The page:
American teenagers Bryang Kayo, Ulysses Llanez, Michael Edwards and Kobe Hernandez-Foster (l-r.) are all on the books at Wolfsburg. - © /
American teenagers Bryang Kayo, Ulysses Llanez, Michael Edwards and Kobe Hernandez-Foster (l-r.) are all on the books at Wolfsburg. - © /
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From Ulysses Llanez to Michael Edwards and Bryang Kayo: why do Wolfsburg have so many young Americans?

In Ulysses Llanez, Michael Edwards, Bryang Kayo and Kobe Hernandez-Foster, no fewer than four USA-born youngsters are currently on the books at Wolfsburg, hoping to one day join USMNT defender John Brooks in the first team.

But why and how has that happened? bundesliga.com delves into the reasons…

Part of it is undoubtedly down to the Christian Pulisic effect, the attacking midfielder having become a household name after making his breakthrough at Borussia Dortmund.

That has sparked a wave of gifted greenhorns eager to follow suit in Germany, from Weston McKennie to Josh Sargent and Gio Reyna. Bayern Munich’s Canada international Alphonso Davies recently confirmed the impact the former BVB star has had on up-and-coming young players across the Atlantic, saying “Seeing all these guys on this side is eye-opening for North American players."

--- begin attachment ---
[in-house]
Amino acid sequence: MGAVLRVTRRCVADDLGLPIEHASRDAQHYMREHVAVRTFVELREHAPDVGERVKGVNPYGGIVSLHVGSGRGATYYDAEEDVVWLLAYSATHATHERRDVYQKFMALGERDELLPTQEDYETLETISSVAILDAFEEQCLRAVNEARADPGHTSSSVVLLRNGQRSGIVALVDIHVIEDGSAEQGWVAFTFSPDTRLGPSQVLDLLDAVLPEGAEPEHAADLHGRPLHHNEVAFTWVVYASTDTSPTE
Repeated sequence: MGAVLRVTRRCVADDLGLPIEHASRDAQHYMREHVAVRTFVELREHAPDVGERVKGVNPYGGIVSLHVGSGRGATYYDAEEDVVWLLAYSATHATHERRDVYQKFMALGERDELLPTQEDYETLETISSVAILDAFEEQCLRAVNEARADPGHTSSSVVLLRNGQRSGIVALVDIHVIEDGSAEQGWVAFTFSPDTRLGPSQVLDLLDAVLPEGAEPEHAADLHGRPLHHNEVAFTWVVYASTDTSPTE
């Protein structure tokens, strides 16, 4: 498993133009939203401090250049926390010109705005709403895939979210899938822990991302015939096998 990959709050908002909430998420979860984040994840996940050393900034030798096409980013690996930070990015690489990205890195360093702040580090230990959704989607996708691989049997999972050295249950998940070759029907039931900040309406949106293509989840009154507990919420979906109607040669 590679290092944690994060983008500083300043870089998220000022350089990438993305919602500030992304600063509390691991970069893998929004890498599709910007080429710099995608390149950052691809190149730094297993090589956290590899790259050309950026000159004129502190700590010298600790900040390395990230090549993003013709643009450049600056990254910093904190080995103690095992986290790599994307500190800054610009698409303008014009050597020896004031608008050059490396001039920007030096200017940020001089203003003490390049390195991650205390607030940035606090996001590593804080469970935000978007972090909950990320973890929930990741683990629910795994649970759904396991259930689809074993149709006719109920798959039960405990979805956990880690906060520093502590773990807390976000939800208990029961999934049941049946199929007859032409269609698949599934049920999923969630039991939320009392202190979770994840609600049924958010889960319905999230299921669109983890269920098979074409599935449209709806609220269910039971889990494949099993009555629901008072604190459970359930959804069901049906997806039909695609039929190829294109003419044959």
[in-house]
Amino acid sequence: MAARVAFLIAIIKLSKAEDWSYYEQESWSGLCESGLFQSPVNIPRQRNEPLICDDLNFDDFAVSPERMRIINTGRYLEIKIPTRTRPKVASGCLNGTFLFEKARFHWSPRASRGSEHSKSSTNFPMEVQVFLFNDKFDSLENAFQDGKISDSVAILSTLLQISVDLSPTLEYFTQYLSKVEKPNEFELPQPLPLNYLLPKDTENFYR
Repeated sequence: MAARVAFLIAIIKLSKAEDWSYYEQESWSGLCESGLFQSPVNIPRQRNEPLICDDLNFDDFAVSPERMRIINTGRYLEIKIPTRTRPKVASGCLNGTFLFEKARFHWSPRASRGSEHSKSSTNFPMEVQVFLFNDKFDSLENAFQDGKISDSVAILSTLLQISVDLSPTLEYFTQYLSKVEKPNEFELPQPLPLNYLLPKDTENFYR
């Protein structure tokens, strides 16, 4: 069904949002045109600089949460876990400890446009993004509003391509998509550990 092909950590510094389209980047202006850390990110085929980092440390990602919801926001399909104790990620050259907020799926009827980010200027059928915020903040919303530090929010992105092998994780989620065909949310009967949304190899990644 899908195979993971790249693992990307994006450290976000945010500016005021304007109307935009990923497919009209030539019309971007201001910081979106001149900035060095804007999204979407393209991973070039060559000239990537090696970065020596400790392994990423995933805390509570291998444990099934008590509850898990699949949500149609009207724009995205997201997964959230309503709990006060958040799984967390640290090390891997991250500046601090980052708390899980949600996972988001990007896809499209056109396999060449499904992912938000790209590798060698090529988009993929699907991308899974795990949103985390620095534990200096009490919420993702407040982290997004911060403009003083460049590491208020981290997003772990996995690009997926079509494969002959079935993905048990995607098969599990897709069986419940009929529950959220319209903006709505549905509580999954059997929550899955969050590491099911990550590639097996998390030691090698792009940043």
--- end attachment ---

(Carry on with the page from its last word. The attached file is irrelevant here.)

Watch: Top 10 American Bundesliga goals

Yet that only explains why they are arriving in Germany – but not Wolfsburg specifically. No other top-flight club has as many Americans under contract as the Wolves: Llanez (19) was promoted to the senior squad last season and was an unused substitute on Matchdays 28 and 34; Edwards (19) stepped up from the U19s to the reserves in 2019/20, and he will now be joined there by Kayo (18), who arrived from Orange County SC this summer. Hernandez-Foster (18), who likewise signed on recently, has been earmarked for the U19s.

So what do Wolfsburg have that others don’t? For starters, Marcel Schäfer. The former left-back won the Bundesliga title with the Wolves in 2009 and left in 2017 to join American second-division outfit Tampa Bay Rowdies in 2017 in what he dubbed an “educational trip”.